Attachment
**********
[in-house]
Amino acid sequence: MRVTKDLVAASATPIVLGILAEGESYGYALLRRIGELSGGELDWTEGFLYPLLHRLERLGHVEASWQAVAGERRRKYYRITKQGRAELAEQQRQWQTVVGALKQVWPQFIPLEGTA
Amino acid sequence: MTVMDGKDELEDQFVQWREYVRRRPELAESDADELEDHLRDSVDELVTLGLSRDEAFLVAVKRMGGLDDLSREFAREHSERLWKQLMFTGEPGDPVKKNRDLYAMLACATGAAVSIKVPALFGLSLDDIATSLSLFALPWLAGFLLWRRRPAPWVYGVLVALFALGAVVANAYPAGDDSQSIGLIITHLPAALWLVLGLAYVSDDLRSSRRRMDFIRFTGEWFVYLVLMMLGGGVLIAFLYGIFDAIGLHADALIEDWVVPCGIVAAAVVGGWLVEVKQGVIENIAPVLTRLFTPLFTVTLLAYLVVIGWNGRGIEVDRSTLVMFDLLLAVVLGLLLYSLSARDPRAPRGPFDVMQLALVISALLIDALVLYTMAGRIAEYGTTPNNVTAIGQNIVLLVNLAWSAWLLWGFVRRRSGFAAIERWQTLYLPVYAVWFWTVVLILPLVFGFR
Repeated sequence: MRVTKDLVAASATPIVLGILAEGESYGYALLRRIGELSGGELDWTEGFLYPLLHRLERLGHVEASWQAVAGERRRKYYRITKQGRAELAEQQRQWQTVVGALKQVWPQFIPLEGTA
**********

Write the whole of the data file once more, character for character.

[in-house]
Amino acid sequence: MRVTKDLVAASATPIVLGILAEGESYGYALLRRIGELSGGELDWTEGFLYPLLHRLERLGHVEASWQAVAGERRRKYYRITKQGRAELAEQQRQWQTVVGALKQVWPQFIPLEGTA
Amino acid sequence: MTVMDGKDELEDQFVQWREYVRRRPELAESDADELEDHLRDSVDELVTLGLSRDEAFLVAVKRMGGLDDLSREFAREHSERLWKQLMFTGEPGDPVKKNRDLYAMLACATGAAVSIKVPALFGLSLDDIATSLSLFALPWLAGFLLWRRRPAPWVYGVLVALFALGAVVANAYPAGDDSQSIGLIITHLPAALWLVLGLAYVSDDLRSSRRRMDFIRFTGEWFVYLVLMMLGGGVLIAFLYGIFDAIGLHADALIEDWVVPCGIVAAAVVGGWLVEVKQGVIENIAPVLTRLFTPLFTVTLLAYLVVIGWNGRGIEVDRSTLVMFDLLLAVVLGLLLYSLSARDPRAPRGPFDVMQLALVISALLIDALVLYTMAGRIAEYGTTPNNVTAIGQNIVLLVNLAWSAWLLWGFVRRRSGFAAIERWQTLYLPVYAVWFWTVVLILPLVFGFR
Repeated sequence: MRVTKDLVAASATPIVLGILAEGESYGYALLRRIGELSGGELDWTEGFLYPLLHRLERLGHVEASWQAVAGERRRKYYRITKQGRAELAEQQRQWQTVVGALKQVWPQFIPLEGTA